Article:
About two years back, my colleague Sam Baker published a Primer on the Rule of 40, the rule of thumb that at scale a company’s revenue growth rate plus profitability margin should ideally surpass 40%. It’s one of the more popular articles on our blog – which is interesting when you consider our advice to early-stage founders:
As investors in early-stage enterprise software companies, Scale doesn’t use the Rule of 40 to evaluate prospective investment opportunities. We understand that most early-in revenue, venture-backed startups tend to favor growth vs. profitability. In this context, looking too closely at the Rule of 40 may drive entrepreneurs toward misleading conclusions.
The article has an interesting perspective on the lack of standardization in the ways public companies measure and report the Rule of 40. That’s especially relevant to companies as they approach IPO readiness.
I’d like to say more about why startups should ignore the Rule of 40 in the early going. It comes down to two factors that together are pretty convincing.
The Case Against the Rule of 40 for Startups
Around here, we believe that performance metrics should ideally have two characteristics: simplicity and standardization. We’ve called our approach to metrics the Four Vital Signs of SaaS, which is a set of metrics that are easy to understand, talk about internally, and benchmark against other similar companies.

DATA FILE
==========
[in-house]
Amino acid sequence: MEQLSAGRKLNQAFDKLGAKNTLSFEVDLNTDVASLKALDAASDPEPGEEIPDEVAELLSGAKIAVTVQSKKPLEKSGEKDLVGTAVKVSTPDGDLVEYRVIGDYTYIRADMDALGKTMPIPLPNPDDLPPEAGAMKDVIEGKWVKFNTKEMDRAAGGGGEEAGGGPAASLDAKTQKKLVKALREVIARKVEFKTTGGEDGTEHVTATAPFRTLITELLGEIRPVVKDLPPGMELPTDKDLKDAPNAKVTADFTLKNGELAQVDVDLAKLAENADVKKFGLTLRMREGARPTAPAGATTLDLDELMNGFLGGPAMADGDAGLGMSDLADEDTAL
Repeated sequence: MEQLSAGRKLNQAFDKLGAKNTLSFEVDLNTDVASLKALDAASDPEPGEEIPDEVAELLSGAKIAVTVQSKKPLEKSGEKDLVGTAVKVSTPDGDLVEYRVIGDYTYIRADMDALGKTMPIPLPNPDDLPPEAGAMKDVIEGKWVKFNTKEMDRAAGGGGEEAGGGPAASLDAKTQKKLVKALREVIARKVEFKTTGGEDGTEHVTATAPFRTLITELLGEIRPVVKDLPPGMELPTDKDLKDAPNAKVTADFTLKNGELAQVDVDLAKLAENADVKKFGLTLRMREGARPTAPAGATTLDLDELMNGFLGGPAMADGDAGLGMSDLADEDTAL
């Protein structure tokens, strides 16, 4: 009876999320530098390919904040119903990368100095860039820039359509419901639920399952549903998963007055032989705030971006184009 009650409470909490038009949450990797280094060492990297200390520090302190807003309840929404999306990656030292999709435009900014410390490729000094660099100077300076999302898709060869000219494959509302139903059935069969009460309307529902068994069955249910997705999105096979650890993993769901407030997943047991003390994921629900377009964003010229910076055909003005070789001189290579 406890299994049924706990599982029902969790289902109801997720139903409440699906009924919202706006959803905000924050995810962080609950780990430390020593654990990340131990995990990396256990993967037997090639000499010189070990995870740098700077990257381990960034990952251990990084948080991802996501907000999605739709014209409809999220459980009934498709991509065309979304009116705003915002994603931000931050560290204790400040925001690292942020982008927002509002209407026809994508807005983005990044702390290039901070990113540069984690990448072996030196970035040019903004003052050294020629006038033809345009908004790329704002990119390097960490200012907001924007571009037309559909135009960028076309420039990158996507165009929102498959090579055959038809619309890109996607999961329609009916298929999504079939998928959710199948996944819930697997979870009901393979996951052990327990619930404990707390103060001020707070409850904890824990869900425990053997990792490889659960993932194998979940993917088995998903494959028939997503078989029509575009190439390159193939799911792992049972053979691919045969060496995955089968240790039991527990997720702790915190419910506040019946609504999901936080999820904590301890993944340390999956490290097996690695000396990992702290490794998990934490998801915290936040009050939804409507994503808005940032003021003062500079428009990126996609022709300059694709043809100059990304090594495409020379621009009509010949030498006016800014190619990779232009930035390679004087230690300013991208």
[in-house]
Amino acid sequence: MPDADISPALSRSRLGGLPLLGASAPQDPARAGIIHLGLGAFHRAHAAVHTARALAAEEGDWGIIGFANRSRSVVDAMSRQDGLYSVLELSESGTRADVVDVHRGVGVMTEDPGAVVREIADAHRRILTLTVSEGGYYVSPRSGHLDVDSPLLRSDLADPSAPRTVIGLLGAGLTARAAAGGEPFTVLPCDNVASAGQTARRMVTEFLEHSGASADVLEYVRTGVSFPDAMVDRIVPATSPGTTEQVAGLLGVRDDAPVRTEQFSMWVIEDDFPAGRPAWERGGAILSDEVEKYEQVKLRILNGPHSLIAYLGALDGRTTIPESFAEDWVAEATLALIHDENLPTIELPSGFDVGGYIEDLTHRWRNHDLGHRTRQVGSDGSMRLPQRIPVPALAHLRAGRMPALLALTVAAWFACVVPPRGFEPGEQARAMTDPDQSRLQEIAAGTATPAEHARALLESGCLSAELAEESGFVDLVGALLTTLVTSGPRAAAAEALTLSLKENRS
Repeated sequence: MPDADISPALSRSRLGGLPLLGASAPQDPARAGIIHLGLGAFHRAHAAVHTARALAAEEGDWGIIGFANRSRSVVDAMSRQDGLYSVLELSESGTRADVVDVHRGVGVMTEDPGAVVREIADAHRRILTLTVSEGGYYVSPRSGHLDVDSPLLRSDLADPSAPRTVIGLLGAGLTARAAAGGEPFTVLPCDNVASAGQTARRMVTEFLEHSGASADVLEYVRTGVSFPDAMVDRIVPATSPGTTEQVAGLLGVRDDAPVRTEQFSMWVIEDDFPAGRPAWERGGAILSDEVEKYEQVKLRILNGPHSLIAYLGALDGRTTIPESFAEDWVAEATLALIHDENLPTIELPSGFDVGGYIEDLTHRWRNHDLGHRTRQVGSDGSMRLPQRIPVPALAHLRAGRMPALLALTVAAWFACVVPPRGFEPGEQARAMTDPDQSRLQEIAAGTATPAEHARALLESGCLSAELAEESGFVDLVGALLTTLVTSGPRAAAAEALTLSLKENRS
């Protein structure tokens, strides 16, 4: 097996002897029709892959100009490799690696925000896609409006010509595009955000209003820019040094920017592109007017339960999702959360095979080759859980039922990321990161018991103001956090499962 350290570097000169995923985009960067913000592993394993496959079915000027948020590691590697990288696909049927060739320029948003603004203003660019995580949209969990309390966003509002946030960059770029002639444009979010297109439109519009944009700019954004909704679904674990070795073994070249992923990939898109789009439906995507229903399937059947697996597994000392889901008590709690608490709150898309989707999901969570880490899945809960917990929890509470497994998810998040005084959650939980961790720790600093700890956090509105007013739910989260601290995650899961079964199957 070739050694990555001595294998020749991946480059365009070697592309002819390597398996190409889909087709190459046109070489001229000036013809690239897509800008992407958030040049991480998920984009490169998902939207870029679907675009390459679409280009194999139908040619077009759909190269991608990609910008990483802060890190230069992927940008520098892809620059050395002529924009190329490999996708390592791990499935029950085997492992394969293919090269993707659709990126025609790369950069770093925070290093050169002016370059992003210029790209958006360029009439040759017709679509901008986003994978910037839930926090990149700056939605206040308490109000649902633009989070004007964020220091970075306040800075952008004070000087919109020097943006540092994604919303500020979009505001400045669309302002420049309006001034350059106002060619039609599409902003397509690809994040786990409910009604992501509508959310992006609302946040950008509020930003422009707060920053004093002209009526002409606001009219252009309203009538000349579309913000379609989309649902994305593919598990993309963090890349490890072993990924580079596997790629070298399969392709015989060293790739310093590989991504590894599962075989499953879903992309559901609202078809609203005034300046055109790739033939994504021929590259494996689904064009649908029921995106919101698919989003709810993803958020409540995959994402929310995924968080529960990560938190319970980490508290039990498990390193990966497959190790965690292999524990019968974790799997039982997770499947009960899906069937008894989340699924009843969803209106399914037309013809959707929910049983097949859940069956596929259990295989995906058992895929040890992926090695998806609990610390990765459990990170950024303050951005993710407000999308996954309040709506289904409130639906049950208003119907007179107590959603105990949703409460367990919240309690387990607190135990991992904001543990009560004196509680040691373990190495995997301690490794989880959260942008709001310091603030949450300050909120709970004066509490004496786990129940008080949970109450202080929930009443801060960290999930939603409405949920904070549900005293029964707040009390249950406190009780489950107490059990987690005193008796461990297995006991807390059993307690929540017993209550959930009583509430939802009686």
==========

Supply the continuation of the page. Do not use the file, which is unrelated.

This gives us standards to evaluate the Rule of 40. Data from Scale Studio on Rule of 40 performance makes one problem clear. Look at the spread between median RO40 and higher-performing 75%ile companies:
The median does tend to converge towards 40% as companies grow larger and achieve scale. But the numbers don’t carry a lot of signal–early-growth companies can do quite well even when they deviate from the 40% benchmark early on.
When a metric doesn’t correctly capture the underlying processes it’s meant to measure, you might say it does not compute. And that the case for early-stage companies and the Rule of 40. Any internal planning or goal setting using it is doomed to fail.
What metric does give you more signal? We look at actual net cash burn figures. But it’s tough to benchmark. So to normalize, we use Operating Margin because it’s both simple and comparable across companies.
The trends here match what your gut tells about the path from the early, high-burn stages to the later, nearing-profitability stages. As you’d expect, the performance tiers converge on cash flow break even in the later stages.
Operating Margin is a metric that your teams will “get” far better than the Rule of 40. It’s a good foundation for more sophisticated measurement of how efficiently your spending generates growth–that’s a topic for a future blog post.
Check out these related articles on SaaS P&L and startup burn rates: